Each morning, Bill Scher and Terrance Heath serve up what progressives need to effect change on the kitchen-table issues families face: jobs, health care, green energy, financial reform, affordable education and retirement security.
MORNING MESSAGE: Don’t Kill The Dream
OurFuture.org’s Bill Scher: “The latest bold stroke for the growing American Dream movement is this new ad campaign from Democracy for America: Don’t Kill The Dream. The campaign targets obstructionist Republicans who are standing the way of legislation that would invest in jobs to grow the middle class and demand the wealthy pay their fair share in taxes. And the campaign builds on the Contract for the American Dream, the 10-point program drafted by grassroots Americans at house parties across the country this summer and championed by a coalition led by MoveOn.org and Rebuild the Dream. The next step for the American Dream movement is to bring the Contract to the Oct. 3 to 5 ‘Take Back the American Dream’ conference…”
WH Considers Refi Plan To Boost Economy
President considering mass mortgage refi plan. NYT: “One proposal would allow millions of homeowners with government-backed mortgages to refinance them at today’s lower interest rates, about 4 percent … A wave of refinancing could be a strong stimulus to the economy, because it would lower consumers’ mortgage bills right away and allow them to spend elsewhere. But such a sweeping change could face opposition from the regulator who oversees Fannie Mae and Freddie Mac, and from investors in government-backed mortgage bonds … The idea is appealing because it would not necessarily require Congressional action. It also would not tap any of the $45.6 billion in Troubled Asset Relief Funds that was set aside to help struggling homeowners … But the plan has some drawbacks. Some officials fear that promoting mass refinancings today could spook investors and make borrowing more expensive, for both homeowners and the federal government, in the future.”
Proposal to replace gas tax with mileage tax on trucks may be key to transportation jobs bill. Stateline: “…taxing fuel by the gallon is becoming an unreliable way to raise money. That is partially because politicians do not want to raise the taxes, even by a few pennies a gallon … That is one reason why researchers … are exploring the alternative of charging drivers by vehicle-miles traveled … Previous experiments found many problems with using that system for cars: It requires drivers to install new equipment; drivers do not like the state following their travels; and it just cost too much. But most of those problems are not an issue with trucks … [However,] Kendra Adams, executive director of the New York State Motor Truck Association, says the possibility that a per-mile tax could include congestion pricing and other variables makes it less attractive…”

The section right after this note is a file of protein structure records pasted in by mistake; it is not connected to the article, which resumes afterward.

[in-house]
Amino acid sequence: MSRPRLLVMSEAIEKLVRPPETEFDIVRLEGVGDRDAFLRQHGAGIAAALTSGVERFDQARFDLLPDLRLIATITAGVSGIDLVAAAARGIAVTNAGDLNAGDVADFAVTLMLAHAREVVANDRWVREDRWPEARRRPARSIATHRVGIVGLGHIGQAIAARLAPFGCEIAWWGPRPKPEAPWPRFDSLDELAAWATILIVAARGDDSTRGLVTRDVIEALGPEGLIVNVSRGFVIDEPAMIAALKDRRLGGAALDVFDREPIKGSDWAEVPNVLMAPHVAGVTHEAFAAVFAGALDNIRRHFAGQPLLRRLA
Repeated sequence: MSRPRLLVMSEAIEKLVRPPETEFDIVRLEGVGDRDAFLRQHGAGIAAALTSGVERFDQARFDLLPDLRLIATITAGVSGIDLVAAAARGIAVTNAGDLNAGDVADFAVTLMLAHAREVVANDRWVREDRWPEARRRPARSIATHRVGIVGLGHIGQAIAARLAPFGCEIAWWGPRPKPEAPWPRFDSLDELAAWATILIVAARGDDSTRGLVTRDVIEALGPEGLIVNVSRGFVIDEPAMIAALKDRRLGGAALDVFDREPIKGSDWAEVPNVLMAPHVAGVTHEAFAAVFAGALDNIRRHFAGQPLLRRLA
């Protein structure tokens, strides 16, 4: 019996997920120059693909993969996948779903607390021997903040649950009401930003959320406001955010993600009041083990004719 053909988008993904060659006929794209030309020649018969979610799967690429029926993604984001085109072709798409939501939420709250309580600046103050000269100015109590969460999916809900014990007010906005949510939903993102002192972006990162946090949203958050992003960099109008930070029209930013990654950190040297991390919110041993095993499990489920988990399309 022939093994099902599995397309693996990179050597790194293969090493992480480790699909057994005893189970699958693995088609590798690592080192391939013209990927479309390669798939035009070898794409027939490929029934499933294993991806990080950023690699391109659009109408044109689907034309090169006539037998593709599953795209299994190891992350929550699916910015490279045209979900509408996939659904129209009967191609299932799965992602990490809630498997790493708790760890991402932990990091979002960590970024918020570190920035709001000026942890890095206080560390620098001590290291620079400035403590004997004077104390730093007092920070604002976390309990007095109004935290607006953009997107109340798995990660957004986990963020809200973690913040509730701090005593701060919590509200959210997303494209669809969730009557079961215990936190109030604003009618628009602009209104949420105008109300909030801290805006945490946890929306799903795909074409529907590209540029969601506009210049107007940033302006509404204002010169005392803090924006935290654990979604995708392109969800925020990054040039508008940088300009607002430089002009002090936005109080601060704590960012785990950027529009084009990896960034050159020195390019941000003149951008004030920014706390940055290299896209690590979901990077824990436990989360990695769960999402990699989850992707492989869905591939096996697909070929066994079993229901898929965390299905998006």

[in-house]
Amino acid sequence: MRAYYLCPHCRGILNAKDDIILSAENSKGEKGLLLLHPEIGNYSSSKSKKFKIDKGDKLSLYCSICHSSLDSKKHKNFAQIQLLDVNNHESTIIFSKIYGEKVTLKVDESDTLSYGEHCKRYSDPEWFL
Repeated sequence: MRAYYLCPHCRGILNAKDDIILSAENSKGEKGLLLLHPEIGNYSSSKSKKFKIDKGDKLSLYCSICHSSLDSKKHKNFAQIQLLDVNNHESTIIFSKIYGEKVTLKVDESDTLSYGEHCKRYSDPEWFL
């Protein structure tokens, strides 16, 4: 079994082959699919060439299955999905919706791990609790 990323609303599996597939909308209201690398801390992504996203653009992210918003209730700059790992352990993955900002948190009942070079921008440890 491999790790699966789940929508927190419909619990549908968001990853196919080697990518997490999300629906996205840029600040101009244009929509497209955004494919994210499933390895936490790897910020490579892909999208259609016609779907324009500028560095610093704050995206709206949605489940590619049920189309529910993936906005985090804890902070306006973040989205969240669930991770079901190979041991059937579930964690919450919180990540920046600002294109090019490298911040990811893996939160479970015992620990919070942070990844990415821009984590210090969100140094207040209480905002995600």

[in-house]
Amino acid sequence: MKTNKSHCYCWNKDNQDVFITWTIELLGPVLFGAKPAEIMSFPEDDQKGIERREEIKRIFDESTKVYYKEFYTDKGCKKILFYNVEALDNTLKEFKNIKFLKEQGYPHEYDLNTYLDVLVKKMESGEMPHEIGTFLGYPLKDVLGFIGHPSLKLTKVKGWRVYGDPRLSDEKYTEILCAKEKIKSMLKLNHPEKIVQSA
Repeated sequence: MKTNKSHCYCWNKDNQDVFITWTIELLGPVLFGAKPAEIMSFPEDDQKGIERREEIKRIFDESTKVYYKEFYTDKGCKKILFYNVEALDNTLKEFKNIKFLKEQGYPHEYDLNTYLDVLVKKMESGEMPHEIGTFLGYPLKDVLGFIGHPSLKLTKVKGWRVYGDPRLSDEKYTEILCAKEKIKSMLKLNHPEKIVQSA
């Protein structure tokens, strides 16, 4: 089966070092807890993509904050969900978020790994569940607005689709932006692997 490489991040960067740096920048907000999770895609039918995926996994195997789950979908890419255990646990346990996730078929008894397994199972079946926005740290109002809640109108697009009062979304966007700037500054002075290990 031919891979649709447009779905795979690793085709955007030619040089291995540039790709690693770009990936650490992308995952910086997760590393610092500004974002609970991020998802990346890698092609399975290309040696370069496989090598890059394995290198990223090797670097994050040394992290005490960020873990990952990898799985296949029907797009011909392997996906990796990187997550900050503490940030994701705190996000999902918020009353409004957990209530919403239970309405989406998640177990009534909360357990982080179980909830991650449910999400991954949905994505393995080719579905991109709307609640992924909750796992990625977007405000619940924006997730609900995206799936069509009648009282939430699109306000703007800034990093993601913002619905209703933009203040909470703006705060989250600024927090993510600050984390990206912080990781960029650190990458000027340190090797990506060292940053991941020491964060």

30-year trend of employers “giving up on the American man” presents major challenge for jobs plan, reports Bloomberg BusinessWeek: “The portion of men who work and their median wages have been eroding since the early 1970s … For decades the impact of this fact was softened in many families by the increasing number of women who went to work and … the housing bubble helped to mask it by boosting the male-dominated construction trades … The long-term fix is simple to spell out and tough to achieve: getting more men to attend college and improving the skills of those who don’t … Money for labor-intensive projects, such as retrofitting buildings for energy conservation or refurbishing aging schools, would be especially effective in putting men back to work in construction, though Washington is likely in no mood to pay for that either.”